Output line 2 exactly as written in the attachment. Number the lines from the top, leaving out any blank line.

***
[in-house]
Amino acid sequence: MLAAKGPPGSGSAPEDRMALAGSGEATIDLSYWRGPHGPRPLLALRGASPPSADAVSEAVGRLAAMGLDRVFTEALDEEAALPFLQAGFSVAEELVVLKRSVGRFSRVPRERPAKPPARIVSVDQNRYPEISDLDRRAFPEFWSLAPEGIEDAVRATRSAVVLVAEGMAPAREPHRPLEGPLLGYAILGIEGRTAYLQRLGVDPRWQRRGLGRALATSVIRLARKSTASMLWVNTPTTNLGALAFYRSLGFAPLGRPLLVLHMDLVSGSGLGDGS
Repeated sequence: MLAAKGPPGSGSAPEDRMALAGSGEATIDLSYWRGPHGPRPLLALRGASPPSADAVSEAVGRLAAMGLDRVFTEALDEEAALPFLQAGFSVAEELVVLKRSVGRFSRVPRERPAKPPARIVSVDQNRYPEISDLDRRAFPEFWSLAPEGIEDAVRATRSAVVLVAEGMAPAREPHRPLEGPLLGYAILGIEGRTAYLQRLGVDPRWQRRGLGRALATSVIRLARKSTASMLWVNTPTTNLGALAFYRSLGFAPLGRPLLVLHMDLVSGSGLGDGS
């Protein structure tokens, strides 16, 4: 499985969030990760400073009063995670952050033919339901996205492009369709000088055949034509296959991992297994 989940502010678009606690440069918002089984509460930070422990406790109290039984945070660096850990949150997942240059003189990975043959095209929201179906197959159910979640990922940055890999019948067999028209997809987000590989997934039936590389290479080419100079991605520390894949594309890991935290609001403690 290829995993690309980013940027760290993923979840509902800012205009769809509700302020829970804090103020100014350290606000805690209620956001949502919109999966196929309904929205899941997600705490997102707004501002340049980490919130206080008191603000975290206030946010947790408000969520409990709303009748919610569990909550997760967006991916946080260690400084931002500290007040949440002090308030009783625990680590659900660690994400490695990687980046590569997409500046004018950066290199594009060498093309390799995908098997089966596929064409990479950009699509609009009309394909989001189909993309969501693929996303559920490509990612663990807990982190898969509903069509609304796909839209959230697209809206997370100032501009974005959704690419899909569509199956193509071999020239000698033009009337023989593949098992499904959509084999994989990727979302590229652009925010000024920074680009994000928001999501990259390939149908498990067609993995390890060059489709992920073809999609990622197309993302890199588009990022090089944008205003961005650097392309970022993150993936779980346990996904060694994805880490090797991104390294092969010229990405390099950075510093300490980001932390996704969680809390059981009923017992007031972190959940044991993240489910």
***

Amino acid sequence: MLAAKGPPGSGSAPEDRMALAGSGEATIDLSYWRGPHGPRPLLALRGASPPSADAVSEAVGRLAAMGLDRVFTEALDEEAALPFLQAGFSVAEELVVLKRSVGRFSRVPRERPAKPPARIVSVDQNRYPEISDLDRRAFPEFWSLAPEGIEDAVRATRSAVVLVAEGMAPAREPHRPLEGPLLGYAILGIEGRTAYLQRLGVDPRWQRRGLGRALATSVIRLARKSTASMLWVNTPTTNLGALAFYRSLGFAPLGRPLLVLHMDLVSGSGLGDGS